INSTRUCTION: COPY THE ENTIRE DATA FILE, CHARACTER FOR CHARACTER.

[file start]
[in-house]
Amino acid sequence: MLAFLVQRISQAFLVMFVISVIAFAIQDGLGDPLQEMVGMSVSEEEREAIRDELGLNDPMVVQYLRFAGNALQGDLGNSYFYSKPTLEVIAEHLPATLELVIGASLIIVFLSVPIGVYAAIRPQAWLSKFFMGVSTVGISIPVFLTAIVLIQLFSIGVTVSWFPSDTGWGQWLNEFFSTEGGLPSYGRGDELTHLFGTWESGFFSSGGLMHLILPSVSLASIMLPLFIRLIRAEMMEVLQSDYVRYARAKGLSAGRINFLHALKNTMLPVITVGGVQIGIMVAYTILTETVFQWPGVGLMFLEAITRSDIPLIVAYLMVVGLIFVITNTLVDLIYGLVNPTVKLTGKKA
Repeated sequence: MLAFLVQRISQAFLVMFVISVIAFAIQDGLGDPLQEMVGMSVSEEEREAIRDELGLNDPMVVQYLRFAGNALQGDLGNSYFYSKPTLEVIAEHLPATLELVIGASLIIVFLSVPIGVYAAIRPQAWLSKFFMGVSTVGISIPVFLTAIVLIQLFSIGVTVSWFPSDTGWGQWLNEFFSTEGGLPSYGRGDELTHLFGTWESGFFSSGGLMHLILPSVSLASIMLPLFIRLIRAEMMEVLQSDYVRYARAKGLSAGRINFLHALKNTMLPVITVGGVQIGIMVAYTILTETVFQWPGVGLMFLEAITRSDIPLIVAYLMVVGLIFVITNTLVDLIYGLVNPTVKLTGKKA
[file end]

[in-house]
Amino acid sequence: MLAFLVQRISQAFLVMFVISVIAFAIQDGLGDPLQEMVGMSVSEEEREAIRDELGLNDPMVVQYLRFAGNALQGDLGNSYFYSKPTLEVIAEHLPATLELVIGASLIIVFLSVPIGVYAAIRPQAWLSKFFMGVSTVGISIPVFLTAIVLIQLFSIGVTVSWFPSDTGWGQWLNEFFSTEGGLPSYGRGDELTHLFGTWESGFFSSGGLMHLILPSVSLASIMLPLFIRLIRAEMMEVLQSDYVRYARAKGLSAGRINFLHALKNTMLPVITVGGVQIGIMVAYTILTETVFQWPGVGLMFLEAITRSDIPLIVAYLMVVGLIFVITNTLVDLIYGLVNPTVKLTGKKA
Repeated sequence: MLAFLVQRISQAFLVMFVISVIAFAIQDGLGDPLQEMVGMSVSEEEREAIRDELGLNDPMVVQYLRFAGNALQGDLGNSYFYSKPTLEVIAEHLPATLELVIGASLIIVFLSVPIGVYAAIRPQAWLSKFFMGVSTVGISIPVFLTAIVLIQLFSIGVTVSWFPSDTGWGQWLNEFFSTEGGLPSYGRGDELTHLFGTWESGFFSSGGLMHLILPSVSLASIMLPLFIRLIRAEMMEVLQSDYVRYARAKGLSAGRINFLHALKNTMLPVITVGGVQIGIMVAYTILTETVFQWPGVGLMFLEAITRSDIPLIVAYLMVVGLIFVITNTLVDLIYGLVNPTVKLTGKKA